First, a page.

July 30, 2020 Read More →

Australian electric market operator sees no need for new gas in renewable energy transition

Renew Economy:

Australia’s federal government, urged on by the gas lobby, has sought to make a big deal about the need to promote gas as a transition fuel for the switch from coal to renewables and storage.

It’s [a] view that has been hotly contested by environmentalists, who say gas is not much cleaner than coal because of its methane emission, who point out that it is really expensive, and now again by the engineers responsible for keeping the lights on, who cite both the reasons above and who say there are likely cheaper, smarter and cleaner alternatives.

The Australian Energy Market Operator, in its 2020 Integrated System Plan – a 20 year blueprint to ready Australia for what it describes as the world’s “fastest energy transition” recognises that gas can provide the synchronous generation needed to balance variable renewable supply, i.e. wind and solar, and be a potential complement to storage.

Under no scenario does the amount of gas burned for electricity in Australia’s main grid increase over the coming decade. It is more likely to fall significantly. Ultimately, however, it will come down to price, and while current costs favour existing gas plants, the case for new gas generators is less likely because the cost of battery storage is falling rapidly, and gas may not pass muster when it comes to considering the all-important carbon budgets.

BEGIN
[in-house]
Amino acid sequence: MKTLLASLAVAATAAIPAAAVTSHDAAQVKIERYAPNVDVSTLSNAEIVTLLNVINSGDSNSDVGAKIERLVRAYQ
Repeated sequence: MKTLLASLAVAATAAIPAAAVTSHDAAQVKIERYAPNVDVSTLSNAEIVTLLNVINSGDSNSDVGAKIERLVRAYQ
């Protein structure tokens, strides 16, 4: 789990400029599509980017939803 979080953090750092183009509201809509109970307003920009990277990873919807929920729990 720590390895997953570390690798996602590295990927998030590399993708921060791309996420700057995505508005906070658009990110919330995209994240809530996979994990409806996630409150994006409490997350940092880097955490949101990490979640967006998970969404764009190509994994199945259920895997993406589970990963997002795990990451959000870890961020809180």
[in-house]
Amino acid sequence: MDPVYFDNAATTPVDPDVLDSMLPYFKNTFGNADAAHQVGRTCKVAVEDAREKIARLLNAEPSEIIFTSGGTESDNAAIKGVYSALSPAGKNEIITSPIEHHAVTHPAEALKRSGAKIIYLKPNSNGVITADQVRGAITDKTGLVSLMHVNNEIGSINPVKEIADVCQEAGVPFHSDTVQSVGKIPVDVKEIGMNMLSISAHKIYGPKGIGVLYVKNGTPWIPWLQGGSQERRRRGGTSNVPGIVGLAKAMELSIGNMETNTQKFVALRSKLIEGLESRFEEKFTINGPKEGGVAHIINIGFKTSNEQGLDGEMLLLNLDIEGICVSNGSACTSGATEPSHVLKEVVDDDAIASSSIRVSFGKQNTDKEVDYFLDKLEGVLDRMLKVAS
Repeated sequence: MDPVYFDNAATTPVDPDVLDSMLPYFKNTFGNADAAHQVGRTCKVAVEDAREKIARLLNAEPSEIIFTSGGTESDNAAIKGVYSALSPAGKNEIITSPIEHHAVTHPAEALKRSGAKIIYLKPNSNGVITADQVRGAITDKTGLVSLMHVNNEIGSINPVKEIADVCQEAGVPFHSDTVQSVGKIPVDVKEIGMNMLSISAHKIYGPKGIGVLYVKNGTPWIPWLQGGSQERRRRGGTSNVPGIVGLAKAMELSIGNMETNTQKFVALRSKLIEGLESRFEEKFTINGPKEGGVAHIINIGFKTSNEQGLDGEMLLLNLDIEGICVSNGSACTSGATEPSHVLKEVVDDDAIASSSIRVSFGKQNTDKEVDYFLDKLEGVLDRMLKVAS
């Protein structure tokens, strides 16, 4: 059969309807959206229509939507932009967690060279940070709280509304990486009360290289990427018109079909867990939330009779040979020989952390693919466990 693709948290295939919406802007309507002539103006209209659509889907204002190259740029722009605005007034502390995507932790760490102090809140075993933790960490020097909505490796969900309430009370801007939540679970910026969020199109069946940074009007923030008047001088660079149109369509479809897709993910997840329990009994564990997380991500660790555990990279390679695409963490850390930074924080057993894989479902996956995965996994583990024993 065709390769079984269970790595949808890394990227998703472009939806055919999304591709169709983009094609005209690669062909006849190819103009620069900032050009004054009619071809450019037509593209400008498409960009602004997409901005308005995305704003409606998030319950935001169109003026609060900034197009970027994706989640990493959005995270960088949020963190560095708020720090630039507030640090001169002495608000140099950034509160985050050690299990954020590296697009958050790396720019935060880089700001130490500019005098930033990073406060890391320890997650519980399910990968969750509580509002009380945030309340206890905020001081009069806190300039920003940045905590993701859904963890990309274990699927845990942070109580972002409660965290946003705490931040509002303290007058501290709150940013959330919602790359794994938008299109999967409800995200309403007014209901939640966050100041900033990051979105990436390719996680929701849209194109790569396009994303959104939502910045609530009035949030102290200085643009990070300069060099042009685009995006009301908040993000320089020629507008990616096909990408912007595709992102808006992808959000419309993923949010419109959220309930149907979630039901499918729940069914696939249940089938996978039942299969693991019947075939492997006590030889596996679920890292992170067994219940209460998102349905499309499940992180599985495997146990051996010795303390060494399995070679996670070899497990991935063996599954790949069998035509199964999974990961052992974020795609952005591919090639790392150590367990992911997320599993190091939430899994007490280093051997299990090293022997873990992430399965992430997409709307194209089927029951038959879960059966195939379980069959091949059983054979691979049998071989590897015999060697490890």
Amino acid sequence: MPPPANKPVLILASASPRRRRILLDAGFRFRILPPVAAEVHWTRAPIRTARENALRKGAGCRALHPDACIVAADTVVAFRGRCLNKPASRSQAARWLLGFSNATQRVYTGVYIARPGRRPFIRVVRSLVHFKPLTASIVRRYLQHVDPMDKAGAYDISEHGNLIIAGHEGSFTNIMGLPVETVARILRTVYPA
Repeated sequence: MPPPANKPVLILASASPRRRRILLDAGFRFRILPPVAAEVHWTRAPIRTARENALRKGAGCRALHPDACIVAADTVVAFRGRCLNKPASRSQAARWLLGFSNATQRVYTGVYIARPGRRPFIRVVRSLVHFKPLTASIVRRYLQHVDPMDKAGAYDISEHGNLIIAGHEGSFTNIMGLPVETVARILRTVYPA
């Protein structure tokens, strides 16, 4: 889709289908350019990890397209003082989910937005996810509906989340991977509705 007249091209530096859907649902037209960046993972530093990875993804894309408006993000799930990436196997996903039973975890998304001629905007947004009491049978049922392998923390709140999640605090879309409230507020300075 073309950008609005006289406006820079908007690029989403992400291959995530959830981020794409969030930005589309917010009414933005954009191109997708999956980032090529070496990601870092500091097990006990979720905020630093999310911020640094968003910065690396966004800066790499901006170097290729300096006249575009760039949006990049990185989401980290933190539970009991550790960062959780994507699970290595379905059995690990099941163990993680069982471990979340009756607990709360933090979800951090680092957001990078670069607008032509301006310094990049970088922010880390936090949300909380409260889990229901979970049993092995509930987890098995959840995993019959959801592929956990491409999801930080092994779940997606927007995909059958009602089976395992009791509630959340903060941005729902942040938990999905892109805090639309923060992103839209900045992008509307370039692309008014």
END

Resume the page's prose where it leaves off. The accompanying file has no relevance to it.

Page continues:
Gas currently has two roles in the electricity grid – as a provider of baseload and intermediate generation, with more flexibility than coal, and as a source of “peaking” generation that can rapidly respond to sudden changes in supply and demand. But AEMO’s forecasts suggest a fall in gas capacity, even in the central “business as usual” scenario.

The outlook for the former is not good, simply because gas is expensive to extract, and even at the prices promised by the gas lobby – on condition that they receive big new subsidies from the government – won’t be able to compete with wind and solar for bulk generation. Many of these plants are old and are due to retire. They won’t be replaced like for like. Some young generators will remain in case of wind and solar “droughts”.

That leaves its role as a “fast-start dispatchable” source where the need for something makes price less important. “Gas has a cost advantage over batteries at current gas and battery costs,” [the AEMO ISP notes.] “However, in the 2030s when significant investment in new dispatchable capacity is needed, this advantage could shift to batteries, especially to provide dispatchable supply during 2 and 4-hour periods. Based on the cost assumptions in the ISP, new batteries are more cost-effective than gas in the 2030s. Future climate policies may also impact the investment case for new gas.”

[Giles Parkinson]

More: AEMO says batteries will be cheaper and cleaner than new gas plants

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